Main Roads says ‘exploring options’ to save two 400-year-old trees from axe

By Michael Sinclair-Jones

TWO 400-year-old Toodyay trees listed for destruction on a flora-designated road have become the latest battleground for local environmentalists seeking to limit damage to native vegetation in ongoing upgrades to Toodyay Road.

The two large Powderbark Wandoos stand near the intersection of Toodyay Road and Salt Valley Road, about eight kilometres south of the Toodyay townsite.

A Main Roads WA plan to re-align the intersection to make it safer for traffic includes axing the two trees.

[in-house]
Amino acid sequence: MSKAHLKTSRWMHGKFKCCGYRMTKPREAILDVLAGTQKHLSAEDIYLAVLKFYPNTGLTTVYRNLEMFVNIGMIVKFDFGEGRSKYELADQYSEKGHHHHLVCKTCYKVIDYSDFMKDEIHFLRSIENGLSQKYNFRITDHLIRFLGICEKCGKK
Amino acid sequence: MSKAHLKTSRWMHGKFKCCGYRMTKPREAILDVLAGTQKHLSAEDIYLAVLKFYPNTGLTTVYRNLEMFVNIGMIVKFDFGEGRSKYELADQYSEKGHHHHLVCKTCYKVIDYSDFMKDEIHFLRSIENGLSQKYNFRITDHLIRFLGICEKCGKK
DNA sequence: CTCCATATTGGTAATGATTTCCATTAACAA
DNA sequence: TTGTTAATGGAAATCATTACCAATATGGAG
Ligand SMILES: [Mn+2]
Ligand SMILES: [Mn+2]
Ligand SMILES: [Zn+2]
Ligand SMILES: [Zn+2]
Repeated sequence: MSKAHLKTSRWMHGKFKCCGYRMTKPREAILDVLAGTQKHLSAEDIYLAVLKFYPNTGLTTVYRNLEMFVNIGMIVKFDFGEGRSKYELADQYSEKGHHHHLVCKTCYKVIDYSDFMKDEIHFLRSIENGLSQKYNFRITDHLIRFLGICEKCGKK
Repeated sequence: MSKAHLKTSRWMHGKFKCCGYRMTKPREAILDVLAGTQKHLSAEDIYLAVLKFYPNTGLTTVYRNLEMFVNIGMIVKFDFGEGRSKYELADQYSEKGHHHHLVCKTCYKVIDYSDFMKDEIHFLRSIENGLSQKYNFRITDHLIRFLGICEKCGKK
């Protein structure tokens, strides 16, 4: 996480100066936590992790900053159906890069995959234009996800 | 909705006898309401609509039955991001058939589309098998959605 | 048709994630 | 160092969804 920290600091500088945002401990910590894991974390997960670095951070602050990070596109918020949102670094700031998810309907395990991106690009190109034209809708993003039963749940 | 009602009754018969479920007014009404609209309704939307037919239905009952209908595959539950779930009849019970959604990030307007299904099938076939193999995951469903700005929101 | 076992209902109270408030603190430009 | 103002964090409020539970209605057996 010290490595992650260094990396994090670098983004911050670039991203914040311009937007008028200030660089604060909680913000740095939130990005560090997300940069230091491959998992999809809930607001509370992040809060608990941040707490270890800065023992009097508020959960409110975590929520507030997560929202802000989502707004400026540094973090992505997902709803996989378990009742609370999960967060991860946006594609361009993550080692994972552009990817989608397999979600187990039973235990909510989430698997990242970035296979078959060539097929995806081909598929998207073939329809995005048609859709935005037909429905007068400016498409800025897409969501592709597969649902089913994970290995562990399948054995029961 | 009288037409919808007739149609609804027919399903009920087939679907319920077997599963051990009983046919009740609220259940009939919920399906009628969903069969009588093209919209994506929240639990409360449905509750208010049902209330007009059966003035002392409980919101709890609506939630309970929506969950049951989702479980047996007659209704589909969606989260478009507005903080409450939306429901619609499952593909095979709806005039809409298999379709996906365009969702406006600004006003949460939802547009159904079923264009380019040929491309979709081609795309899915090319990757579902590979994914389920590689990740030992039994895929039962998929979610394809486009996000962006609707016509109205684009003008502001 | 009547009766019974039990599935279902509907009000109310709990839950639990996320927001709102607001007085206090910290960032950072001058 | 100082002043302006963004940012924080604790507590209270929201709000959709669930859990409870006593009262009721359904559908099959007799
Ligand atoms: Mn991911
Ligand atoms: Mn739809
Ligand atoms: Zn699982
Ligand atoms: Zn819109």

Environmentalists say the trees stand in an area popular with spring wildflower tourists for its abundance of Leschenaultia and red flowering pea bush.

One of the trees (pictured left with local resident Andrew St John ) is estimated to be 420 years old which predates the arrival of Australia’s first European explorers at Cape York in Queensland in 1606 and at WA’s Shark Bay in 1616.

A submission by Safe and Scenic Toodyay Roads group member Elaine Hall to last month’s Toodyay Shire Council meeting said the intersection could be re-aligned without destroying the two trees.

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